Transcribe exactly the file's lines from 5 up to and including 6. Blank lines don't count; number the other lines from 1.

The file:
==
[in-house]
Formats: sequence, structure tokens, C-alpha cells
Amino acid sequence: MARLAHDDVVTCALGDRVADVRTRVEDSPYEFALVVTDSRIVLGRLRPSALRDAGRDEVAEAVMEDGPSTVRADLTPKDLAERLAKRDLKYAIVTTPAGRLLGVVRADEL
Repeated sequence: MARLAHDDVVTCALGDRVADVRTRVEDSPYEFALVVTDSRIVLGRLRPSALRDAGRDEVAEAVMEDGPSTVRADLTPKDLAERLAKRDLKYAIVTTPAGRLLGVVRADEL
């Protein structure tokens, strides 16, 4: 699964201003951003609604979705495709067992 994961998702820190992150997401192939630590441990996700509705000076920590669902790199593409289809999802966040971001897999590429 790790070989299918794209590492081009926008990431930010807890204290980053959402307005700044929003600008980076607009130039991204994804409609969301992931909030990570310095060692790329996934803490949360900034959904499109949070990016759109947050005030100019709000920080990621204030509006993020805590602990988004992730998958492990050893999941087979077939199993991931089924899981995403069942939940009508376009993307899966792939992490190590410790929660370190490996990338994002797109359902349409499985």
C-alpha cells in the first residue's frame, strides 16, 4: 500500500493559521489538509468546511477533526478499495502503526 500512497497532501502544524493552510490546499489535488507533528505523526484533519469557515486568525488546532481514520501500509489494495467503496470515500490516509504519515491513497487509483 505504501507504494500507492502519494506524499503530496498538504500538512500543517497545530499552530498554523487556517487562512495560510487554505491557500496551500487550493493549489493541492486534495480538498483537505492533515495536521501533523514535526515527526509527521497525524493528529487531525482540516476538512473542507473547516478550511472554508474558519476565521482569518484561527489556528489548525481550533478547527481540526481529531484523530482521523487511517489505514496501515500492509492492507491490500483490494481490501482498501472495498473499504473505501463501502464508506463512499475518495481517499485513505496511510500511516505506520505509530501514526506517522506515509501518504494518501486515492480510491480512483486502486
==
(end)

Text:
């Protein structure tokens, strides 16, 4: 699964201003951003609604979705495709067992 994961998702820190992150997401192939630590441990996700509705000076920590669902790199593409289809999802966040971001897999590429 790790070989299918794209590492081009926008990431930010807890204290980053959402307005700044929003600008980076607009130039991204994804409609969301992931909030990570310095060692790329996934803490949360900034959904499109949070990016759109947050005030100019709000920080990621204030509006993020805590602990988004992730998958492990050893999941087979077939199993991931089924899981995403069942939940009508376009993307899966792939992490190590410790929660370190490996990338994002797109359902349409499985």
C-alpha cells in the first residue's frame, strides 16, 4: 500500500493559521489538509468546511477533526478499495502503526 500512497497532501502544524493552510490546499489535488507533528505523526484533519469557515486568525488546532481514520501500509489494495467503496470515500490516509504519515491513497487509483 505504501507504494500507492502519494506524499503530496498538504500538512500543517497545530499552530498554523487556517487562512495560510487554505491557500496551500487550493493549489493541492486534495480538498483537505492533515495536521501533523514535526515527526509527521497525524493528529487531525482540516476538512473542507473547516478550511472554508474558519476565521482569518484561527489556528489548525481550533478547527481540526481529531484523530482521523487511517489505514496501515500492509492492507491490500483490494481490501482498501472495498473499504473505501463501502464508506463512499475518495481517499485513505496511510500511516505506520505509530501514526506517522506515509501518504494518501486515492480510491480512483486502486